By Carol Christian, Connect Contributor
Students and staff of Father Patrick Mercredi Community High School have again been joined by countless volunteers and donors, busily preparing for the 32nd annual Santas Anonymous.
This student-led organization campaign helps bring Christmas to those families with children or seniors who find themselves in financial need; unable to provide a Christmas dinner or a gift for each child under the tree. They are referred by family, co-workers, community agencies or themselves.
“Santas Anonymous is possible because so many people come together each year to make it possible,” says Jennifer Downy, a teacher advisor and one of the co-ordinators of the campaign.
“The pride that the students and staff of Father Mercredi gain from being involved in the campaign fosters the hard work and dedication that is necessary to pack all of the hampers.”
Even former students come back year after year to help.
“And of course, the huge hearts and incredible generosity of our community members is such an integral feature of this program.”
Eithne Pierre, Downey’s partner on the campaign, adds: “Santas Anonymous has lasted so long because it is fuelled by the energy of our students and continues to benefit from the extreme generosity of the municipality of Wood Buffalo.”
Students participating in the campaign gain the opportunity to learn and apply leadership skills in a real life setting, says Pierre. Students are involved in planning and implementation of fun and fund raising activities.
“Through this experience, our students develop their communication and organizational skills while also developing a sense of empathy and appreciation for the importance of social justice organizations in a community.”
Though the hampers aren’t being delivered until Dec. 16, the work started in October when time was spent working with students to develop their leadership skills and generate donations through various fundraising and letter writing campaigns, explained Pierre. The weeks in December are spent organizing the toy and food inventory that have been collected and assembling the hampers. The hampers are put together by the students, their families and staff in the school gym which transforms into a Christmas music-filled workshop.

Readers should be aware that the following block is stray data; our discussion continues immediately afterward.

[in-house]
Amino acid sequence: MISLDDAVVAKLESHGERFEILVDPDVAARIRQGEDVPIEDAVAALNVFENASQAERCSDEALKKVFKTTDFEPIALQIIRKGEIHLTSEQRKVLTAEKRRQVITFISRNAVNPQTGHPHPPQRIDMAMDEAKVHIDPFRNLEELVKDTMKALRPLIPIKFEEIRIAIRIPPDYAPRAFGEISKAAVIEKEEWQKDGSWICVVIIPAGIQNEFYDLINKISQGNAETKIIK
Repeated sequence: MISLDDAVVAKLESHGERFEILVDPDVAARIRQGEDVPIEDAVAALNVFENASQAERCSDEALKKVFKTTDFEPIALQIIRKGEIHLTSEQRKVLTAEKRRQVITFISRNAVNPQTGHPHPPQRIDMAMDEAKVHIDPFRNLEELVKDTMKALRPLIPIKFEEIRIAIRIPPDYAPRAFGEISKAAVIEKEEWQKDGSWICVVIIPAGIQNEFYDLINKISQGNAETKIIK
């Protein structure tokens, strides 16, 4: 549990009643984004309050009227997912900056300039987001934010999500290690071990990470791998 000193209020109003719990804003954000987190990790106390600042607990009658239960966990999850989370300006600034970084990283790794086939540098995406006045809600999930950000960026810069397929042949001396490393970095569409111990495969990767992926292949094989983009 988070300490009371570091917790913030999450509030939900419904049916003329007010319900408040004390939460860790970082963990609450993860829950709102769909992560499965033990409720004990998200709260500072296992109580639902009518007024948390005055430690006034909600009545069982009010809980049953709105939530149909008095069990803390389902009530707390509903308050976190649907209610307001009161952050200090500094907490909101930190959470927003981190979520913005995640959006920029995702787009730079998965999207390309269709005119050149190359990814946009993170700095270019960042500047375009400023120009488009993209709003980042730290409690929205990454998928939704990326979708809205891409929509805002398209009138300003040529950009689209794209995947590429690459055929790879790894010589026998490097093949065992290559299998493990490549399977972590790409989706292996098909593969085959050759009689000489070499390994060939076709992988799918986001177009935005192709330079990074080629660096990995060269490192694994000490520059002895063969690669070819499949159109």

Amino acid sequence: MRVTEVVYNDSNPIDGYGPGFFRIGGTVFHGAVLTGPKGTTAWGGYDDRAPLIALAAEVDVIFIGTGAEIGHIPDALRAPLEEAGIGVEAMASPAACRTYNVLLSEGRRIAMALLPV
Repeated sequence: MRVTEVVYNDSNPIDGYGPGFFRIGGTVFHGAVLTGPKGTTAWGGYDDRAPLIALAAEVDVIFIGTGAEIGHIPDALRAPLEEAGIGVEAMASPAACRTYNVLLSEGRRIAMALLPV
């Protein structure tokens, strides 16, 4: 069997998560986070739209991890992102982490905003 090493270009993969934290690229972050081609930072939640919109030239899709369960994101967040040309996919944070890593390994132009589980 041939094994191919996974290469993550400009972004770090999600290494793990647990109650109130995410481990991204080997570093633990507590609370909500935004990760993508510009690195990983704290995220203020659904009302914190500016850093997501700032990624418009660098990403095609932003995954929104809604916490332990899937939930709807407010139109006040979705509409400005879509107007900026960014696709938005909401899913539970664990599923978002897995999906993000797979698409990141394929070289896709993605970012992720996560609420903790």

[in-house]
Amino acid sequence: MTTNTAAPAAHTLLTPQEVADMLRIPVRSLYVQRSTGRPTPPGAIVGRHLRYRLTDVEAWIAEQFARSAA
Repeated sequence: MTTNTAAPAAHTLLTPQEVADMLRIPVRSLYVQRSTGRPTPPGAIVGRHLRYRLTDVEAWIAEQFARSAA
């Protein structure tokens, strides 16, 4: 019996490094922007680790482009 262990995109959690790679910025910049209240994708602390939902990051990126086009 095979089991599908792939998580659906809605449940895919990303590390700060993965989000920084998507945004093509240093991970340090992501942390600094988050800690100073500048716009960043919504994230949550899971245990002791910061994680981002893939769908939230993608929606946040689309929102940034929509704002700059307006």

Traditional hampers contain a Christmas dinner as well as a variety of groceries that last an average family approximately a week. Children aged up to 17 receive presents, and infants and seniors receive a special package.
Over the past few years, the campaign has distributed between 550 and 650 hampers each year, with the number increasing a little each year, noted Downey.
“This year the need has definitely increased. The number of hampers we expect to deliver to Fort McMurray and the outlying communities is probably going to be around 950. We will cross reference with other organizations that provide hampers to ensure we do not duplicate services so that we can reach as many people in need in our community as possible.”
She recognizes families have grown to rely on Santas Anonymous at Christmas, but it’s also used by those who are going through a brief, but tough, period and just need that little bit of extra support to help them get through the holidays.
“Santas is able to alleviate some of that stress of the parents during what can be one of the most difficult times of the year and hopefully make Christmas a little brighter for the children.”
While fund-raising continues for the campaign, its biggest push, the Miracle Marathon, is coming up on Dec. 9 and 10.
“The members of this community seem to always rally around each other and give the support necessary to assist those in need. I really love being part of such a generous community,” says Downey.
She is also quick to point out two highlights of this year’s campaign:
Corry is an amazing 13-year-old girl from Elliot Lake, Ontario, who wanted to help after she heard about the wildfire and all the children here who lost everything. With the help of her mom and grandma, she collected dolls, cleaned them up, knitted outfits for them and repackaged them.
“Her mom got in touch with us a couple of months back and shipped them to us. They are absolutely adorable. We are so grateful and proud of Corry.”
Another really awesome story, said Downey, is about a group of truckers from Alberta who wanted to do something for the community after the wildfire.
“Todd Woitas contacted us in October to let us know that he and the members of Alberta Large Cars had taken it upon themselves to do a toy drive in Edmonton and that they had four pallets of toys to bring to Fort McMurray. This was our first donation of the campaign. The generosity we are seeing this year is not just coming for our own community, but from across Alberta and Canada as well and it is so amazing.”